On the other hand, the SEC also included an amendment that would provide “a mechanism for the Commission to adjust upwards any awards that would potentially be below $2 million to a single whistleblower.”  Id. at 40–43.  The SEC noted that “where the proposed rule is triggered, there would be a presumption in favor of some award enhancement[.]”  Id.[1]

Clarifying the Scope of “Related Actions”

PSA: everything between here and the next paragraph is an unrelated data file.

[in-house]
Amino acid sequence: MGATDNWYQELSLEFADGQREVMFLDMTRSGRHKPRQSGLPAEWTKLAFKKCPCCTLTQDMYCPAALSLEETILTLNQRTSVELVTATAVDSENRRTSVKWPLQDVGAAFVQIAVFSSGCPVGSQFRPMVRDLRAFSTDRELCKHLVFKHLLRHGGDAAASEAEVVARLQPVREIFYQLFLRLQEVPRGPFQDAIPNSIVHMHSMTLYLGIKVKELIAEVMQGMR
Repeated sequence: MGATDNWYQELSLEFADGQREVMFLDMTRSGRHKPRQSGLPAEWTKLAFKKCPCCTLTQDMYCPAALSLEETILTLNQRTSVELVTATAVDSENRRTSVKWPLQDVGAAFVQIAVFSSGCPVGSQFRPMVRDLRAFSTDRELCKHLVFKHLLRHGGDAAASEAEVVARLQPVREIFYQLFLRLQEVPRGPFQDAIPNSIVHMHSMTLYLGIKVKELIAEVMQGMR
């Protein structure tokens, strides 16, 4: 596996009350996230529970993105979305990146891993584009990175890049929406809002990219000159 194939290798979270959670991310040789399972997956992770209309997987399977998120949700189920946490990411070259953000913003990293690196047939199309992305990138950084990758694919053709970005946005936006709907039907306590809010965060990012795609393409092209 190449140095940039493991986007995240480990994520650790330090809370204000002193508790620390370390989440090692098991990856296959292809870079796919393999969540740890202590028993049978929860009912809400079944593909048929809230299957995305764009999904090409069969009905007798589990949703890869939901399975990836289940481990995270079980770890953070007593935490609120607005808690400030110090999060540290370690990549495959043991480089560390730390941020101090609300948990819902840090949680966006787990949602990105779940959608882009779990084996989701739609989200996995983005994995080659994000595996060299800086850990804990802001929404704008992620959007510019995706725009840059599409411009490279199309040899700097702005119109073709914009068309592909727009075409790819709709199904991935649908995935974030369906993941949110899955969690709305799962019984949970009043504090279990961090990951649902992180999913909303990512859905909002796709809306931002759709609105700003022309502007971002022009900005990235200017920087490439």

Elsewhere, the SEC clarified the scope of “related actions” for which it may reward whistleblowers.  Related actions refer to actions brought by other regulatory agencies but which are based on the same original information the whistleblower provided to the SEC.  Under the Proposed Amendments, related actions would include ones resulting in deferred prosecution agreements (“DPAs”) and non-prosecution agreements (“NPAs”) entered into by the Department of Justice or state attorneys general for which the government required an entity to pay monetary sanctions.  Id. at 16–22.  The SEC added that “[t]he same result would follow for a settlement agreement entered into by the Commission outside of the context of a judicial or administrative proceeding to address violations of the securities laws.”  Id.